30. NDVI Conditions – April, 2011 NDVI Image for April 5 to 18, 2011 EROS Data Center NDVI Departure from Long-Term Average – April 18 US Forest Service - Wildland Fire Assessment System Majority of New Mexico for this period is showing average to above average NDVI conditions Eastern New Mexico is showing declining NDVI conditions

  31. NDVI Conditions – June 2011 NDVI Image for May 31 to Jun 13, 2011 EROS Data Center NDVI Departure from Long-Term Average – June 13 US Forest Service - Wildland Fire Assessment System Majority of New Mexico for this period is showing below average NDVI conditions Eastern New Mexico is showing large departures from average

  32. NDVI Conditions – August 2011 NDVI Image for August 8 to 23, 2011 EROS Data Center NDVI Departure from Long-Term Average – August 1 US Forest Service - Wildland Fire Assessment System Majority of New Mexico for this period is showing below average NDVI conditions

  33. Daily NDVI Trends – Union County New Mexico Grid

  34. Interval 647 Mar 1 to May 31 Final Index = 159.7 Interval 646 Feb 1 to Apr 30 Final Index = 174.6 Interval 645 Jan 1 to Mar 31 Final Index = 155.1 Interval 649 May 1 to July 31 Final Index = 40.95 Interval 648 Apr 1 to Jun 30 Final Index = 102.2 90% 85% 80% 75% 70%

  35. Daily NDVI Trends – Torrance County New Mexico Grid

  36. Interval 645 Jan 1 to Mar 31 Final Index = 160.5 Interval 646 Feb 1 to Apr 30 Final Index = 165.58 Interval 647 Mar 1 to May 31 Final Index = 144.8 Interval 649 May 1 to July 31 Final Index = 53.61 Interval 648 Apr 1 to Jun 30 Final Index = 9.06 90% 85% 80% 75% 70%

  37. Daily NDVI Trends – Chaves County New Mexico Grid

  38. Interval 645 Jan 1 to Mar 31 Final Index = 170.0 Interval 646 Feb 1 to Apr 30 Final Index = 152.2 Interval 647 Mar 1 to May 31 Final Index = 121.9 Interval 649 May 1 to July 31 Final Index = 38.8 Interval 648 Apr 1 to Jun 30 Final Index = 77.38 90% 85% 80% 75% 70%

  39. Daily NDVI Trends – Grant County New Mexico Grid

  40. Interval 645 Jan 1 to Mar 31 Final Index = 165.05 Interval 646 Feb 1 to Apr 30 Final Index = 145.0 Interval 647 Mar 1 to May 31 Final Index = 128.9 Interval 649 May 1 to July 31 Final Index = 75.3 Interval 648 Apr 1 to Jun 30 Final Index = 106.4 90% 85% 80% 75% 70%

  41. Program Overview - RI • Rainfall Index Program • Area Based Plan • 0.25 degree grid vs. county • Utilizes NOAA daily reported weather data • NOAA: Climate Prediction Center (CPC) • Deviation from Normal: 1948 to 2009 • Review of historical indices and how they relate to your ranch is critical • Critical that critical precipitation periods are insured and not time periods outside those months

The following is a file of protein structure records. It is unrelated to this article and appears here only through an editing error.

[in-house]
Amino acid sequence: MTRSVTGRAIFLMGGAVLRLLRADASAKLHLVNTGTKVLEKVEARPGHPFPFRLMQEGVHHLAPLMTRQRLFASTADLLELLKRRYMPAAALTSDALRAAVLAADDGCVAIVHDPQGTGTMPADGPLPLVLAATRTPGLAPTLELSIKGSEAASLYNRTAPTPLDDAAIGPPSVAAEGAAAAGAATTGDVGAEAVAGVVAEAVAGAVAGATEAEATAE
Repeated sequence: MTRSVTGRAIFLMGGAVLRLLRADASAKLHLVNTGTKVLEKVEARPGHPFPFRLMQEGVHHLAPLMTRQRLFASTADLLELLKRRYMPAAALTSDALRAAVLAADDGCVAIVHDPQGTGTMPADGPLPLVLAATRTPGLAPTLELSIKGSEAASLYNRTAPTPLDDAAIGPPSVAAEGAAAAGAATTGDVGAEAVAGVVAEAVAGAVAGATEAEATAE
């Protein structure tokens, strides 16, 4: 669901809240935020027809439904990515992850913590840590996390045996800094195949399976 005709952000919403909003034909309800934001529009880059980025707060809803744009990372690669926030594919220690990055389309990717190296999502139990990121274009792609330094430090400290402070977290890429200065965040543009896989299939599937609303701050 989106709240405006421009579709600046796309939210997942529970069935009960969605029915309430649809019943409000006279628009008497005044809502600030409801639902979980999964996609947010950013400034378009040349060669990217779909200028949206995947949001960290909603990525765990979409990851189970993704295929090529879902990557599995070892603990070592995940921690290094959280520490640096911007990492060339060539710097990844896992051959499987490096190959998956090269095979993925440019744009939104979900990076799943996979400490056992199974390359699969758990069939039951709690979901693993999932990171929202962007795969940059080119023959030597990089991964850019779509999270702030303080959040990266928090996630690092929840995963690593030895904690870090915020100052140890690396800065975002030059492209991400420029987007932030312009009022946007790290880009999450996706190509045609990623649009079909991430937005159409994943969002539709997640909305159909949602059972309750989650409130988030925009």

42. Program Overview - RI • Crop Year divided into 11, 2-month index intervals • Must select at least two intervals • Currently can select up to 6 intervals • Crop Practice = Index Interval • Ability for producers to manage appropriate timing risks • The 2-month intervals provide for greater reaction to biomass reduction events vs. a yearly average

  43. Grid Overview - RI • Area of insurance = 0.25o grids

  44. Technology - RI • NOAA CPC data • NOAA wants to use the best data available for their programs too • NOAA rainfall data based on the Optimal Interpolation (OI) methodology • Historical data (1948 to 2006) currently can be retrieved from NOAA at the following website: ftp://ftp.cpc.ncep.noaa.gov/precip/CPC_UNI_PRCP/GAUGE_CONUS/V1.0/ • Near real-time data (2006 to present) is currently accessed from ftp://ftp.cpc.ncep.noaa.gov/precip/CPC_UNI_PRCP/GAUGE_CONUS/RT/

  45. Technology - RI • For 2011 results: the historical period for calculating the long term average is Jan.1, 1948 through Dec. 31, 2009 • Precipitation is interpolated to the grid and not measured within a grid • Producers MUST understand that even if there is a weather station that reports daily to NOAA CPC inside their grid, the results will NOT equal that weather station • Similar to NASS data used for GRP crop policies • Producers reporting to NASS – unknown • Surveys NASS eliminates in their quality control – unknown

  46. What we hear - RI • Rancher’s believe RMA is using a single point specific weather station • Rancher’s provide NWS, NCDC, WFO, or other NOAA/USGS/NASA data sets, airport weather reports, etc. • Rancher’s use their own rain gauges • Rancher’s believe grid results will always reflect exact conditions on their ranch • Purpose: to provide general rainfall conditions in a grid, not measure a single gauge

  47. NAP and PRF Clarification FSA NAP Coverage and RMA PRF Pilot Insurance Program Coverage Policy • Producers can obtain both a PRF policy (VI or RI as applicable) and NAP coverage on the same acres for the same intended use • Eligible to earn a PRF indemnity payment and NAP benefit on the same acres for the same intended use

  48. Web Based Tools www.rma.usda.gov